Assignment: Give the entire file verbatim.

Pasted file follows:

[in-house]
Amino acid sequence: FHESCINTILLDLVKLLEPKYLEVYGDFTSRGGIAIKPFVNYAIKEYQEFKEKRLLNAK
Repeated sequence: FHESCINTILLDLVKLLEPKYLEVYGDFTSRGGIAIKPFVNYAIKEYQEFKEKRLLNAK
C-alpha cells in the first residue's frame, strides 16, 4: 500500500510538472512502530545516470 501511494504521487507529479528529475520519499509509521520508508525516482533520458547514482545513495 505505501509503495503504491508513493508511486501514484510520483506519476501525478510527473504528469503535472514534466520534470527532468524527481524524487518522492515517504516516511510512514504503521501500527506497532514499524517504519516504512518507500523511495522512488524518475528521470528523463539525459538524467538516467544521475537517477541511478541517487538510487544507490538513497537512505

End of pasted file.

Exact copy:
[in-house]
Amino acid sequence: FHESCINTILLDLVKLLEPKYLEVYGDFTSRGGIAIKPFVNYAIKEYQEFKEKRLLNAK
Repeated sequence: FHESCINTILLDLVKLLEPKYLEVYGDFTSRGGIAIKPFVNYAIKEYQEFKEKRLLNAK
C-alpha cells in the first residue's frame, strides 16, 4: 500500500510538472512502530545516470 501511494504521487507529479528529475520519499509509521520508508525516482533520458547514482545513495 505505501509503495503504491508513493508511486501514484510520483506519476501525478510527473504528469503535472514534466520534470527532468524527481524524487518522492515517504516516511510512514504503521501500527506497532514499524517504519516504512518507500523511495522512488524518475528521470528523463539525459538524467538516467544521475537517477541511478541517487538510487544507490538513497537512505